SEO Audit Tips to Improve How You Audit Websites

As a digital marketer or business owner, you know how essential search engine optimization is to your marketing strategy. But what many online businesses and marketers forget is that it doesn’t stop after the optimization; you can’t simply set and forget. No one likes to perform audits, but these days, they’re non-negotiable.

If somebody asked you how well your site is performing in terms of organic traffic received, would you be able to answer the question? I’m not talking about the ability to rattle off how many organic sessions you’re getting each month. I am talking about the health of your site, it’s accordance with the latest Google algorithm, and the fine-tuning of your content.

Regularly auditing your website is a necessity. And the best part is that you don’t have to be technically savvy to handle some of the more basic audit strategies. 

While there are several steps in an SEO audit that are more complicated than others, all improvements are good improvements. Seriously, identifying just one simple issue could drastically help your site’s performance, and turn drab organic traffic into fab organic traffic (and sales!). 

Last week, I moderated a wonderful webinar on SEO audits with panelists Casey Markee of Media Wyse, expert SEO consultant Adam Riemer, and Sarah Decker of TopHatRank.

Before we dive into the meat of the SEO audit, check out the replay below:

If you don’t want to improve your ranking in the SERPs or drive organic traffic to your blog, then go ahead and stop reading. See ya, wouldn’t wanna be ya! But if you do, consider these SEO audit tips.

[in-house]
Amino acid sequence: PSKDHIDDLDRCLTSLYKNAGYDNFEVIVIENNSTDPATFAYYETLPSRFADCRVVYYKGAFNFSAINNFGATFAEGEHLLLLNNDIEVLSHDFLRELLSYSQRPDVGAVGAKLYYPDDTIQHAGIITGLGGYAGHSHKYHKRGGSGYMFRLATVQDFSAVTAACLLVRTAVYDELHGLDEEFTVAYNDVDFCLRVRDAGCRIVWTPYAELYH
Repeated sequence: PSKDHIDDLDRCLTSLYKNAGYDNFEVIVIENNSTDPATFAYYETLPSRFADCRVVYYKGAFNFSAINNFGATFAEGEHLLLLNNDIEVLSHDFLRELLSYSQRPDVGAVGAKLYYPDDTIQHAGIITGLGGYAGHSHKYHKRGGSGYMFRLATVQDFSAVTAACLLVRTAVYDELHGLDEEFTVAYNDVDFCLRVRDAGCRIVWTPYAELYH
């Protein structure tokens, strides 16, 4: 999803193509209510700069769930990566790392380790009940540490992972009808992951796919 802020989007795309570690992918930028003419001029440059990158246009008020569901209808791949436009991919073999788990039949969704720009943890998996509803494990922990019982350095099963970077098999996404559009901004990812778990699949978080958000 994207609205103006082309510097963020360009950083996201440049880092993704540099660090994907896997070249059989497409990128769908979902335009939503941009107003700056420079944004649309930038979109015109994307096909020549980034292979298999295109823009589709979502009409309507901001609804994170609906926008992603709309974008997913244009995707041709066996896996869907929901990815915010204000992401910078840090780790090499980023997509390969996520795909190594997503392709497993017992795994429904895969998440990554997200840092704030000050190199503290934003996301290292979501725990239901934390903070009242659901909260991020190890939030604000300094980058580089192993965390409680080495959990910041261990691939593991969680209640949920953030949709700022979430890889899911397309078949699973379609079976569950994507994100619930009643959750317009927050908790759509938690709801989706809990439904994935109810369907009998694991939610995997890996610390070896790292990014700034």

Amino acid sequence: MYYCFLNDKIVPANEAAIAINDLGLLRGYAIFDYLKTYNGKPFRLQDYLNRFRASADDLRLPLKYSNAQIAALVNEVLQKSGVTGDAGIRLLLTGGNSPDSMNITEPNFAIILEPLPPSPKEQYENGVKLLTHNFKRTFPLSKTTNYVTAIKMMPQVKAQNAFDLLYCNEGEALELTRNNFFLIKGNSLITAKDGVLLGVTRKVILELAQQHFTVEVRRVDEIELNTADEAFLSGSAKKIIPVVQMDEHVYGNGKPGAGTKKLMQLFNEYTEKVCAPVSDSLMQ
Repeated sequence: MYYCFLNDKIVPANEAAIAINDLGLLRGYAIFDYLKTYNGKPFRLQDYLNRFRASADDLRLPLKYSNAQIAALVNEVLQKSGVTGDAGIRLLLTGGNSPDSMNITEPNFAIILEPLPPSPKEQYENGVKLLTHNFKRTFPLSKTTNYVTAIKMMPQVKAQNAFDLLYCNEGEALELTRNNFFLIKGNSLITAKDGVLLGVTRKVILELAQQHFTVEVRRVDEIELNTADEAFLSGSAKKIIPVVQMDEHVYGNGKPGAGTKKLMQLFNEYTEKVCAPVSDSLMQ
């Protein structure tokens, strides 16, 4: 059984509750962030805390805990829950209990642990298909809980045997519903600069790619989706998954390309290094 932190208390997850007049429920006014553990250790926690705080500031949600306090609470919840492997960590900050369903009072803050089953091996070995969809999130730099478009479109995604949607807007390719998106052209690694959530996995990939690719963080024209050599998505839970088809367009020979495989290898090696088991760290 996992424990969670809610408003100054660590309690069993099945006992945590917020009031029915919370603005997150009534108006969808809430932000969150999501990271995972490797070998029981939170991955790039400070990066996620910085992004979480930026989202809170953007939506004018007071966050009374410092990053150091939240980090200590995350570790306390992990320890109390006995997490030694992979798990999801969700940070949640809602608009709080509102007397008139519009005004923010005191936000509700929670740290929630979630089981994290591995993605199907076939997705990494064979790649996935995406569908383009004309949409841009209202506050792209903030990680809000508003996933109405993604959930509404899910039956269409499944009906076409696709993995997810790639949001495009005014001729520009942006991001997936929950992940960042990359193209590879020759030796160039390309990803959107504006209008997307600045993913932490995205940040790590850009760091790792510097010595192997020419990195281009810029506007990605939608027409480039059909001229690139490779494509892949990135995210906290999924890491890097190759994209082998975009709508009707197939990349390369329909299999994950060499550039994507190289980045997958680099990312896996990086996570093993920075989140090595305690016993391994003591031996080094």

What is an SEO Audit?

An SEO Audit is an assessment of a website’s performance as it relates to SEO best practices, usually examining the back-end (such as hosting, indexing, structure, etc.), front-end (content, metadata, keywords used, etc.), and inbound and outbound links. The purpose is to find and remedy any foundational problems that may be affecting a site’s ability to rank in the search engines and improve the user experience. 

It is recommended that digital marketers perform an SEO Audit on at least a quarterly basis, though some go as far as to perform it monthly.

SEO Audit Tips

1. Check Your Site’s Mobile-Friendliness 

In 2018, there were 207.6 million mobile phone search users in the U.S, which was up from 196.5 million in 2016. This number is projected to increase to 215.8 million by the end of 2019. Needless to say, mobile SEO is a huge factor in the SEO audit process.

If the numbers don’t convince you, maybe Google will. After all, Google is the king of the internet, and what he says goes. In early 2018, the search engine announced that it was migrating sites that follow the best practices for mobile-first indexing, which means that they will use the mobile version of your page for indexing and ranking your website, and to help users find what they need.

This algorithm change demonstrates that Google understands the frustration behind accessing a website that isn’t easily navigated from a mobile device. The search engine has been prioritizing user experience, so it’s essential that your SEO audit includes a careful review of how your site responds on smaller screens.

If you aren’t sure whether your website is mobile-friendly, use Google’s Mobile-Friendly Test by inputting your URL into their search box. This will test how easily a website visitor can use your page on a phone.

2. Crawl Your Website